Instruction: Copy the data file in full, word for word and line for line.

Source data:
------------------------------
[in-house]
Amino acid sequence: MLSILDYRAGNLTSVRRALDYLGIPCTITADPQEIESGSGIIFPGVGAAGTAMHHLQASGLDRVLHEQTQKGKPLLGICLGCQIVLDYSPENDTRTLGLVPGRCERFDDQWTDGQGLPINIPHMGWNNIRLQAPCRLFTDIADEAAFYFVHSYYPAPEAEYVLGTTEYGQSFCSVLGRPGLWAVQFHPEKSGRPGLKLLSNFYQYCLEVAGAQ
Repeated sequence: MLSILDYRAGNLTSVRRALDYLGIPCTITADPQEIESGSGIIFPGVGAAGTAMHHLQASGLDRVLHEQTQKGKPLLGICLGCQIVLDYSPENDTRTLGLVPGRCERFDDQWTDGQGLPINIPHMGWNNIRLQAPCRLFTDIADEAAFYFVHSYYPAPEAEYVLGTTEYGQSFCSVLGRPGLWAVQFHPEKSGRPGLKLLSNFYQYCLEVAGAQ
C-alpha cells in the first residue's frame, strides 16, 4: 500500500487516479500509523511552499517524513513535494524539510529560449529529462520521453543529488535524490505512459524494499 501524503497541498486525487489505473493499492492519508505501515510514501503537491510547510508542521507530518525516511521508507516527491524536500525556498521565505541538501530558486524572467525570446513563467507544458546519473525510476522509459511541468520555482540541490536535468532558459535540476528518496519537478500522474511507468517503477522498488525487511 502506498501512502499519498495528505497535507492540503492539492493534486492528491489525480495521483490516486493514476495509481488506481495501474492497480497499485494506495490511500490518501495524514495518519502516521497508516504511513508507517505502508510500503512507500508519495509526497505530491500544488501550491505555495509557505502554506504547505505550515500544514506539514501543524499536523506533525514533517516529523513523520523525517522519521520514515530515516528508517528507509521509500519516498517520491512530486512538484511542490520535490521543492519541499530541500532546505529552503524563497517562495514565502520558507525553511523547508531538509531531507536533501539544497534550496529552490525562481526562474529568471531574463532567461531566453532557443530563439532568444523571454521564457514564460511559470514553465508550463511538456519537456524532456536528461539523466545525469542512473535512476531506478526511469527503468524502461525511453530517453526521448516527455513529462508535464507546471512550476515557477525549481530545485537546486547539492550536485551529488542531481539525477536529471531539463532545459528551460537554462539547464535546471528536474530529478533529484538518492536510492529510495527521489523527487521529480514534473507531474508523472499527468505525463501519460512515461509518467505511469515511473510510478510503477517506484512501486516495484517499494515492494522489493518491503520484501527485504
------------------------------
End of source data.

[in-house]
Amino acid sequence: MLSILDYRAGNLTSVRRALDYLGIPCTITADPQEIESGSGIIFPGVGAAGTAMHHLQASGLDRVLHEQTQKGKPLLGICLGCQIVLDYSPENDTRTLGLVPGRCERFDDQWTDGQGLPINIPHMGWNNIRLQAPCRLFTDIADEAAFYFVHSYYPAPEAEYVLGTTEYGQSFCSVLGRPGLWAVQFHPEKSGRPGLKLLSNFYQYCLEVAGAQ
Repeated sequence: MLSILDYRAGNLTSVRRALDYLGIPCTITADPQEIESGSGIIFPGVGAAGTAMHHLQASGLDRVLHEQTQKGKPLLGICLGCQIVLDYSPENDTRTLGLVPGRCERFDDQWTDGQGLPINIPHMGWNNIRLQAPCRLFTDIADEAAFYFVHSYYPAPEAEYVLGTTEYGQSFCSVLGRPGLWAVQFHPEKSGRPGLKLLSNFYQYCLEVAGAQ
C-alpha cells in the first residue's frame, strides 16, 4: 500500500487516479500509523511552499517524513513535494524539510529560449529529462520521453543529488535524490505512459524494499 501524503497541498486525487489505473493499492492519508505501515510514501503537491510547510508542521507530518525516511521508507516527491524536500525556498521565505541538501530558486524572467525570446513563467507544458546519473525510476522509459511541468520555482540541490536535468532558459535540476528518496519537478500522474511507468517503477522498488525487511 502506498501512502499519498495528505497535507492540503492539492493534486492528491489525480495521483490516486493514476495509481488506481495501474492497480497499485494506495490511500490518501495524514495518519502516521497508516504511513508507517505502508510500503512507500508519495509526497505530491500544488501550491505555495509557505502554506504547505505550515500544514506539514501543524499536523506533525514533517516529523513523520523525517522519521520514515530515516528508517528507509521509500519516498517520491512530486512538484511542490520535490521543492519541499530541500532546505529552503524563497517562495514565502520558507525553511523547508531538509531531507536533501539544497534550496529552490525562481526562474529568471531574463532567461531566453532557443530563439532568444523571454521564457514564460511559470514553465508550463511538456519537456524532456536528461539523466545525469542512473535512476531506478526511469527503468524502461525511453530517453526521448516527455513529462508535464507546471512550476515557477525549481530545485537546486547539492550536485551529488542531481539525477536529471531539463532545459528551460537554462539547464535546471528536474530529478533529484538518492536510492529510495527521489523527487521529480514534473507531474508523472499527468505525463501519460512515461509518467505511469515511473510510478510503477517506484512501486516495484517499494515492494522489493518491503520484501527485504